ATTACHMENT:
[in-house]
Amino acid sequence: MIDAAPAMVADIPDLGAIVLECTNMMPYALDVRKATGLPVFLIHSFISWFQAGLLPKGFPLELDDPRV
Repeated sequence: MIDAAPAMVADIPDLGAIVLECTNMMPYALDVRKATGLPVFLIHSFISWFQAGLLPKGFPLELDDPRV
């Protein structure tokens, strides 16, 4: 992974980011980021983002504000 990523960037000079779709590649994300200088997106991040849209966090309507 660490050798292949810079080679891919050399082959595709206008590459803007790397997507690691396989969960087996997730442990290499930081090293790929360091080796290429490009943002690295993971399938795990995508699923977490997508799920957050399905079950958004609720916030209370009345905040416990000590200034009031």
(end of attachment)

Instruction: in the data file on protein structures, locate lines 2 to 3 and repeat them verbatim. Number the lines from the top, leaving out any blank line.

Amino acid sequence: MIDAAPAMVADIPDLGAIVLECTNMMPYALDVRKATGLPVFLIHSFISWFQAGLLPKGFPLELDDPRV
Repeated sequence: MIDAAPAMVADIPDLGAIVLECTNMMPYALDVRKATGLPVFLIHSFISWFQAGLLPKGFPLELDDPRV